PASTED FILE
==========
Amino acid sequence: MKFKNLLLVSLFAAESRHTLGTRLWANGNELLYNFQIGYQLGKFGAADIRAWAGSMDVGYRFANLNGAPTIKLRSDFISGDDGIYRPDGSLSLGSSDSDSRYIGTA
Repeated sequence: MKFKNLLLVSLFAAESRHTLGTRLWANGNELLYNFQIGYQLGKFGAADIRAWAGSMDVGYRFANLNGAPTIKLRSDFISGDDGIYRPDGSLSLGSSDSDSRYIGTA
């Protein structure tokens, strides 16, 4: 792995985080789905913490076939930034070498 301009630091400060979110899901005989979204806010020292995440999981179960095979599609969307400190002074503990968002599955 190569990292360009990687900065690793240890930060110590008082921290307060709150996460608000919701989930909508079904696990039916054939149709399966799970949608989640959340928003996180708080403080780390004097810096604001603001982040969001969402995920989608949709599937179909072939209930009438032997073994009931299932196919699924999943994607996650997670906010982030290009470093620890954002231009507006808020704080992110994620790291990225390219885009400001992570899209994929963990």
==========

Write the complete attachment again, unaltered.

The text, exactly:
Amino acid sequence: MKFKNLLLVSLFAAESRHTLGTRLWANGNELLYNFQIGYQLGKFGAADIRAWAGSMDVGYRFANLNGAPTIKLRSDFISGDDGIYRPDGSLSLGSSDSDSRYIGTA
Repeated sequence: MKFKNLLLVSLFAAESRHTLGTRLWANGNELLYNFQIGYQLGKFGAADIRAWAGSMDVGYRFANLNGAPTIKLRSDFISGDDGIYRPDGSLSLGSSDSDSRYIGTA
């Protein structure tokens, strides 16, 4: 792995985080789905913490076939930034070498 301009630091400060979110899901005989979204806010020292995440999981179960095979599609969307400190002074503990968002599955 190569990292360009990687900065690793240890930060110590008082921290307060709150996460608000919701989930909508079904696990039916054939149709399966799970949608989640959340928003996180708080403080780390004097810096604001603001982040969001969402995920989608949709599937179909072939209930009438032997073994009931299932196919699924999943994607996650997670906010982030290009470093620890954002231009507006808020704080992110994620790291990225390219885009400001992570899209994929963990």